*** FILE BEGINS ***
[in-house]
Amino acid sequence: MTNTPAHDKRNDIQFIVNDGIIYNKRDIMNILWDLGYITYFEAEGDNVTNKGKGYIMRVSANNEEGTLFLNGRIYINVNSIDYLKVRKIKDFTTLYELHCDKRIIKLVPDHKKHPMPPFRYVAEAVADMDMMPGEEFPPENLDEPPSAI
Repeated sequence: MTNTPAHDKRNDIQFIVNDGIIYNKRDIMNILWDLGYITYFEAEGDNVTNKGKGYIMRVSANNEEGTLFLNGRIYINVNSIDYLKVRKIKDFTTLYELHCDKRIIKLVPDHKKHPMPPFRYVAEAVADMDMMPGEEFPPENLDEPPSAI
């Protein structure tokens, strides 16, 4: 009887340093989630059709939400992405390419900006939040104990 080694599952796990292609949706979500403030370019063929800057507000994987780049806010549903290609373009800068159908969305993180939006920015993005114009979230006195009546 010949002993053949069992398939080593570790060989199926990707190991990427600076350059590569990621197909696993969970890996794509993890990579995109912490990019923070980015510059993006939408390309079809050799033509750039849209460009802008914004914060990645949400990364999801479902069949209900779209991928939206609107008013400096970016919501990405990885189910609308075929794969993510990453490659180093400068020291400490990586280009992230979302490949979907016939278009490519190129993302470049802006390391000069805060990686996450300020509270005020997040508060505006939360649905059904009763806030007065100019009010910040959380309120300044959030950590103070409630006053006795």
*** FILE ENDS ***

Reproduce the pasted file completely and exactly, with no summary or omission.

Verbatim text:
[in-house]
Amino acid sequence: MTNTPAHDKRNDIQFIVNDGIIYNKRDIMNILWDLGYITYFEAEGDNVTNKGKGYIMRVSANNEEGTLFLNGRIYINVNSIDYLKVRKIKDFTTLYELHCDKRIIKLVPDHKKHPMPPFRYVAEAVADMDMMPGEEFPPENLDEPPSAI
Repeated sequence: MTNTPAHDKRNDIQFIVNDGIIYNKRDIMNILWDLGYITYFEAEGDNVTNKGKGYIMRVSANNEEGTLFLNGRIYINVNSIDYLKVRKIKDFTTLYELHCDKRIIKLVPDHKKHPMPPFRYVAEAVADMDMMPGEEFPPENLDEPPSAI
């Protein structure tokens, strides 16, 4: 009887340093989630059709939400992405390419900006939040104990 080694599952796990292609949706979500403030370019063929800057507000994987780049806010549903290609373009800068159908969305993180939006920015993005114009979230006195009546 010949002993053949069992398939080593570790060989199926990707190991990427600076350059590569990621197909696993969970890996794509993890990579995109912490990019923070980015510059993006939408390309079809050799033509750039849209460009802008914004914060990645949400990364999801479902069949209900779209991928939206609107008013400096970016919501990405990885189910609308075929794969993510990453490659180093400068020291400490990586280009992230979302490949979907016939278009490519190129993302470049802006390391000069805060990686996450300020509270005020997040508060505006939360649905059904009763806030007065100019009010910040959380309120300044959030950590103070409630006053006795």